To find out how much pollution is in the air we breathe, other methods such as ground-based and aircraft measurements should be used with satellite measurements, Prof Pieter van Zyl of the School of Physical and Chemical Sciences at North-West University told Africa Check.
What are the outdoor concentrations in the air?
The environmental department told Africa Check it was monitoring outdoor air in real time, with the results published online.
“Ground level monitoring of nitrogen dioxide shows that our levels are below the national ambient (outdoor) air standards,” spokesman Albi Modise said. “Remember, this is the air we breathe and not the tropospheric [ up to about 10 km] nitrogen dioxide.”
The standards say that the amount of nitrogen dioxide in the air should not be more than 21 parts per billion, or 21 microgrammes per litre, averaged over a year.
An Africa Check review of 2018 data from the monitoring portal showed this limit had not been exceeded in the year to August.
The South African Weather Service operates five monitoring stations in the highveld priority area. They are International Organization for Standardization accredited, “thus all instruments are continuously scrutinised on their data accuracy and availability”, Kamaseelan Chetty, the senior manager responsible for air quality at the agency, told Africa Check.
Emissions most visible in winter and on high ground
“Is there a hotspot? Yes, but we cannot make comparisons and declare this is the world’s largest,” Garland said.
There were a number of reasons for this, she told lawmakers. These included the seasons. Greenpeace’s data spanned South Africa’s winter months. In winter the emissions would be most visible to satellites due to low dispersion. In eastern China, the eastern US and much of Europe, this peak occurs in January.
“This is comparing our peak almost to one of their lower periods. So it’s not quite fair. We would need more long-term measurements to say that,” Garland said. This would be at least a year’s worth of data, she told Africa Check.
Mpumalanga’s highveld was at a higher altitude, also making emissions more visible to the satellite, she said.
Annegarn added that the 25-kilometre radius Greenpeace used to define a “hotspot” was an arbitrary measure and had no “scientific relevance”.
International databases mainly capture what is well-known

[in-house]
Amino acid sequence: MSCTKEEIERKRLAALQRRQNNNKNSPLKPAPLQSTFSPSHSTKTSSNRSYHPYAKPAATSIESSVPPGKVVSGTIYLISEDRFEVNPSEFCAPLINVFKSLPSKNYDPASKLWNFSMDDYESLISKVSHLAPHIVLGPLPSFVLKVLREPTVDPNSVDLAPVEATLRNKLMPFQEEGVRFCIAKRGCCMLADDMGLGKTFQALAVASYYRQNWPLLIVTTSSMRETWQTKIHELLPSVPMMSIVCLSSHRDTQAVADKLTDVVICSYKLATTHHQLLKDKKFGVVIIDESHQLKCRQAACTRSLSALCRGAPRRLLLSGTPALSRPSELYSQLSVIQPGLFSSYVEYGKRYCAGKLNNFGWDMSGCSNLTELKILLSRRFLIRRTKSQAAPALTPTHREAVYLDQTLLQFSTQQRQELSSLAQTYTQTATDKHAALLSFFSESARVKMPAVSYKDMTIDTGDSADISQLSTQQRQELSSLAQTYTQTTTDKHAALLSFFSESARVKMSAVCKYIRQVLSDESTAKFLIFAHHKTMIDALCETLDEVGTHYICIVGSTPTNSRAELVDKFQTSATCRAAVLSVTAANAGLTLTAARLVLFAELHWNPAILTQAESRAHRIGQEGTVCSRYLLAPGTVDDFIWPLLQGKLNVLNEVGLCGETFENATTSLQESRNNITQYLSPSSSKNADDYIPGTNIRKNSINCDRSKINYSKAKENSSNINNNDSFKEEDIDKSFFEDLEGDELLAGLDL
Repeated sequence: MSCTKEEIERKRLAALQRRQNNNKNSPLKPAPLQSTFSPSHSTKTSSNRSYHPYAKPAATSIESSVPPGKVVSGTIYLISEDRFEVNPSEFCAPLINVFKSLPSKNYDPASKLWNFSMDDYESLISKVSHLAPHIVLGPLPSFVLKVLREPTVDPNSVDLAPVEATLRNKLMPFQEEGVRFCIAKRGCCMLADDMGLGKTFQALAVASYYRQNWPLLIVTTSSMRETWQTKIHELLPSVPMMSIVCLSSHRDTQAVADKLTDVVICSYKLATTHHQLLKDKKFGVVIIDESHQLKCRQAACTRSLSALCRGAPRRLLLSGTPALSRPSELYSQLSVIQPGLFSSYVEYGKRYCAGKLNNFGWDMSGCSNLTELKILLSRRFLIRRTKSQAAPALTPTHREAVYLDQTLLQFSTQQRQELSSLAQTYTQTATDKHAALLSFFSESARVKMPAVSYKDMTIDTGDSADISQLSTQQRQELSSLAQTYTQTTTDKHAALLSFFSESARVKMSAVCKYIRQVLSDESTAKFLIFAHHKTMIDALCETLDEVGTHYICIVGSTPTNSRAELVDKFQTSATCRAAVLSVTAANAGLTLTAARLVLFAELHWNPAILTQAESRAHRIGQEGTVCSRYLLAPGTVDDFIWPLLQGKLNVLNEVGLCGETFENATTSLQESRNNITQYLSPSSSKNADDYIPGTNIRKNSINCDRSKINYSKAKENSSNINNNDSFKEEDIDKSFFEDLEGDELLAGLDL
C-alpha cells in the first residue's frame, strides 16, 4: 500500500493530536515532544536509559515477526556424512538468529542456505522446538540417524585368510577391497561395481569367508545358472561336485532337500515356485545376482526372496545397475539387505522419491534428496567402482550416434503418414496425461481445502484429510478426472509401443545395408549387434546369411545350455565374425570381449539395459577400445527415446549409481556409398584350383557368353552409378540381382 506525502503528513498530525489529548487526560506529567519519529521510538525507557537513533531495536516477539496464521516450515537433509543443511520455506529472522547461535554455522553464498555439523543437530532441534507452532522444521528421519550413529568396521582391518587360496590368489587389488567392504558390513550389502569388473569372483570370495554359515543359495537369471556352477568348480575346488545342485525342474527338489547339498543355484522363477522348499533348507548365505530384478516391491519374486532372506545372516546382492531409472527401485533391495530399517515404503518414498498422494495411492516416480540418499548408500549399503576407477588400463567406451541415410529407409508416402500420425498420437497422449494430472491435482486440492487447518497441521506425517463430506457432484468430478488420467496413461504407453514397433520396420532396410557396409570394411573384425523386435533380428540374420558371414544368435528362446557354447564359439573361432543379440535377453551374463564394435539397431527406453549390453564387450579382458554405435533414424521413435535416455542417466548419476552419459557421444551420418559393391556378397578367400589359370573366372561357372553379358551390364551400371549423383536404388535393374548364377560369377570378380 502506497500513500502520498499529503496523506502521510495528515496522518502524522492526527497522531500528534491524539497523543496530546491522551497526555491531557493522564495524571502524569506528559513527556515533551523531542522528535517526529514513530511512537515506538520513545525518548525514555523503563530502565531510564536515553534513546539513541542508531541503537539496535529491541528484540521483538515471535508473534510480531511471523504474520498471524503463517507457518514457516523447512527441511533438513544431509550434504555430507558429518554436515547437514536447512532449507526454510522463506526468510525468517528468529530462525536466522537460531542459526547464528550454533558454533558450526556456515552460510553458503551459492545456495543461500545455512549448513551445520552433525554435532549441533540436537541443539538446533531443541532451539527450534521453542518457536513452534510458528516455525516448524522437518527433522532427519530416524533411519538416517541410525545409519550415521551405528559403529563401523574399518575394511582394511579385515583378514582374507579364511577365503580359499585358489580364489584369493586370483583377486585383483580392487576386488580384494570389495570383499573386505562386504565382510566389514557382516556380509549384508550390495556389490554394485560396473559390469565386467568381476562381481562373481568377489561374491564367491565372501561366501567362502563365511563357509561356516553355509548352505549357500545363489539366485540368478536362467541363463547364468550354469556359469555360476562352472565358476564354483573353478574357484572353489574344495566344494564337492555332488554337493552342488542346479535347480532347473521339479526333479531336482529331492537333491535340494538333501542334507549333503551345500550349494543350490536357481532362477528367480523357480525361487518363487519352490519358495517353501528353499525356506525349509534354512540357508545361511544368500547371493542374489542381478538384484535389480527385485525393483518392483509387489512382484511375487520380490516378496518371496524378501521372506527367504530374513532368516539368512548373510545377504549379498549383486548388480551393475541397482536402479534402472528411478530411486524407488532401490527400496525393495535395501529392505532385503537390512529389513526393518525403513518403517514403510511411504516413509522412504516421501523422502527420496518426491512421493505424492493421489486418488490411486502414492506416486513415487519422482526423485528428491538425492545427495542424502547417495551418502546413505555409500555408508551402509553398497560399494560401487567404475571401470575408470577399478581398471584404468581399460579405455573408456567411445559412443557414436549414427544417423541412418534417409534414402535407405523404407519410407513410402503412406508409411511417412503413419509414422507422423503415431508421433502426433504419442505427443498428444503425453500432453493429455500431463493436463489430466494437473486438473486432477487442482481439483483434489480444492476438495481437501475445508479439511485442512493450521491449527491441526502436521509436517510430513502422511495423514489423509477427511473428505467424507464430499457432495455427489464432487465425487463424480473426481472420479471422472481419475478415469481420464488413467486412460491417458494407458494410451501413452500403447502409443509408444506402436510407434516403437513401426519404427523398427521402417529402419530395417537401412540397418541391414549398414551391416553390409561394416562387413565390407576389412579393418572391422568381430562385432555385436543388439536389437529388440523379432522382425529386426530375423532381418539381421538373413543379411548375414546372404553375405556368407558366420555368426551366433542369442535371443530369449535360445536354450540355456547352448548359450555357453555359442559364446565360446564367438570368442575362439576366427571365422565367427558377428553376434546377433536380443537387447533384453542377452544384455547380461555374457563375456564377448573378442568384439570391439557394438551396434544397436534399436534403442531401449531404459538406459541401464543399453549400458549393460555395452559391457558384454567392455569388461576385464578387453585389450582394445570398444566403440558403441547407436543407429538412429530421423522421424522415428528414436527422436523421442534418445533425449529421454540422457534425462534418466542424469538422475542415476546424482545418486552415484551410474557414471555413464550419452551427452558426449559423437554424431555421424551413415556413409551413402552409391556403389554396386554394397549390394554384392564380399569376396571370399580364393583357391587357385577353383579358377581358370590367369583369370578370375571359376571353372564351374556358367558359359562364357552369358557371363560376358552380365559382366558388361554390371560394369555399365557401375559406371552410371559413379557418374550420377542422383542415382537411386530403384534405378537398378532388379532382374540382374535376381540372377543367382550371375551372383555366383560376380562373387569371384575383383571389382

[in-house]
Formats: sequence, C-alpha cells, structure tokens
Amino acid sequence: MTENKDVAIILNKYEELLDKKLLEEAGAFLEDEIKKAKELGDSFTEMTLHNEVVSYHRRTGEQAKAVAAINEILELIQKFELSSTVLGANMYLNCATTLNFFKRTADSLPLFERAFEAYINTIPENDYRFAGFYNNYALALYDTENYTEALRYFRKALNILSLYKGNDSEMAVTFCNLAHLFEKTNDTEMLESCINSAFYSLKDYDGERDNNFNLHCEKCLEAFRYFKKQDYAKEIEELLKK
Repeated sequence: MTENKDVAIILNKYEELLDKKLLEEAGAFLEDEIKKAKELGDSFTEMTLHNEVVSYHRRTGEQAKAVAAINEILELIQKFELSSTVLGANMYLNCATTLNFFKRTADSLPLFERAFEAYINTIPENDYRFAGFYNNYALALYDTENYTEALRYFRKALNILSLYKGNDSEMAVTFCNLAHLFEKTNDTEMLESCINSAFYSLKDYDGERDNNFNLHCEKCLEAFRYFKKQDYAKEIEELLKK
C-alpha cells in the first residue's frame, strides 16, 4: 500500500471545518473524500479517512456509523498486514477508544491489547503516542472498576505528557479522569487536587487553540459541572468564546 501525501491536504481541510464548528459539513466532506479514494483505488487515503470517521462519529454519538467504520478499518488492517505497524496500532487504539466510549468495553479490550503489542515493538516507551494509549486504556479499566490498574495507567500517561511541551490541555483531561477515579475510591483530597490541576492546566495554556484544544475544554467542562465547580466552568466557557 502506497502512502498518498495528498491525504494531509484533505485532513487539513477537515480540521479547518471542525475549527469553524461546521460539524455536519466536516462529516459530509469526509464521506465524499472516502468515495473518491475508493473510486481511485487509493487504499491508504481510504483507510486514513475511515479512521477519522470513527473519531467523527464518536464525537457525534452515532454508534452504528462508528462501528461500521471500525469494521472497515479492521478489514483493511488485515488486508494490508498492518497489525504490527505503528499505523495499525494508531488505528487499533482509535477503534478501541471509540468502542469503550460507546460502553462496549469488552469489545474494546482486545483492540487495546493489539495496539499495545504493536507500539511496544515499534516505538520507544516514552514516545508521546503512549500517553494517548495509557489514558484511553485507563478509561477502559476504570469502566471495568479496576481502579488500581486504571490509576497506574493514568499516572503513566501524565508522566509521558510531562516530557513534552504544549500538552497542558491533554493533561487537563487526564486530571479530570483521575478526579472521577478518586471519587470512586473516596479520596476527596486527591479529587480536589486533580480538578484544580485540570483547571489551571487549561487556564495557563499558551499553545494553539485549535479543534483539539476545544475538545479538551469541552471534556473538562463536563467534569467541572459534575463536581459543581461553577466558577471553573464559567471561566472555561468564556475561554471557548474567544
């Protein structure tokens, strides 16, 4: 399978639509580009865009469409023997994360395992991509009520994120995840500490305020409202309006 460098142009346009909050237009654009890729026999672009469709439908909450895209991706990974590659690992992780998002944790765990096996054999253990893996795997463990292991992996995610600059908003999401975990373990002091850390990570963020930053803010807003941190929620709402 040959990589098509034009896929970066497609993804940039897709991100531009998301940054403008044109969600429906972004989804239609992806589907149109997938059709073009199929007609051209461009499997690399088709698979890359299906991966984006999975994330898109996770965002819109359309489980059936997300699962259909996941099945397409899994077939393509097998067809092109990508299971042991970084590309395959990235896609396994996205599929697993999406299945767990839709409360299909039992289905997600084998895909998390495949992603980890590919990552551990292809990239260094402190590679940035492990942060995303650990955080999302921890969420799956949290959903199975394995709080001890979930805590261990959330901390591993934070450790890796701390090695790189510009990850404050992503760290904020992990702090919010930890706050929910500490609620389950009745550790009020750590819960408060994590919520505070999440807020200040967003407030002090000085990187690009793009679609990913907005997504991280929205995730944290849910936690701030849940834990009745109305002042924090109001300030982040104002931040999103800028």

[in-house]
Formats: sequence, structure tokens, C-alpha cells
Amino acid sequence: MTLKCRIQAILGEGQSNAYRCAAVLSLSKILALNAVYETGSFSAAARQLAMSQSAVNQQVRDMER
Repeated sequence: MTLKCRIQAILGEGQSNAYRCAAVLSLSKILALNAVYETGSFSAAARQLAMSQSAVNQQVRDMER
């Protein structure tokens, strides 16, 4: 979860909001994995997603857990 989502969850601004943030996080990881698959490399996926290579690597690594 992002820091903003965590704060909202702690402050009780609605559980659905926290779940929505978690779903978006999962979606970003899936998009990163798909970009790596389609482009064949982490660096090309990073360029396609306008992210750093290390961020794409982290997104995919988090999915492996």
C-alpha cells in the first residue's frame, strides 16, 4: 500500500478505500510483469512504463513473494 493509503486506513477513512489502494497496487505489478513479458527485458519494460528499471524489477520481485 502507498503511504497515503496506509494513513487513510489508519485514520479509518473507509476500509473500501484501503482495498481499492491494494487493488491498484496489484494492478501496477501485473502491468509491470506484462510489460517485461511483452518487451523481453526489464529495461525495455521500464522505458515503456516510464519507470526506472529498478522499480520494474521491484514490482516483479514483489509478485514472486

There is also an issue of comparability of emissions captured in international databases, Garland said. “So many times the large point emission sources are well-known and estimated in these emission inventories, but the more local sources are not.”
For example, vehicle emissions and burning at people’s homes were also major contributors to nitrogen dioxide in Johannesburg, but these were not easily captured in such international databases.
Said Van Zyl: “As to whether Mpumalanga “is the world's biggest pollution hotpot is difficult to quantify based only on satellite retrievals for nitrogen dioxide. Levels of other very important pollutant species such as sulphur dioxide, carbon monoxide, ozone and particulate matter must also be considered.”
Greenpeace told the committee it would focus on other pollutants later.
Due to limited resources and the long-term nature of the problem, correctly identifying emission sources and their impact is important, Garland said.
“We really do want to improve air quality and so we really do need to get the correct evidence behind it.”
Conclusion: Difficult to quantify if Mpumalanga is world’s biggest polluter from the methods used by Greenpeace.
In a widely-reported statement, the environmental group Greenpeace said South Africa’s Mpumalanga province was the world’s largest “air pollution hotspot”.
It however said this was only for nitrogen dioxide, basing the conclusion on its “groundbreaking analysis” of new satellite data.
But experts said Mpumalanga’s air pollution problem has been known for years. What is new is that more detailed imagery is now available.
A number of problems with Greenpeace’s analysis were cited. These include equating aerial emissions with ground level concentrations, comparing different global peak emission periods and the use of an arbitrary distance to define a hotspot.
Official data shows the ground level concentrations stipulated by law for nitrogen dioxide have so far not been exceeded since 2010.
While air pollution in Mpumalanga is rightly of national concern, using accurate evidence will help ensure scarce resources are spent in the best way possible to improve air quality.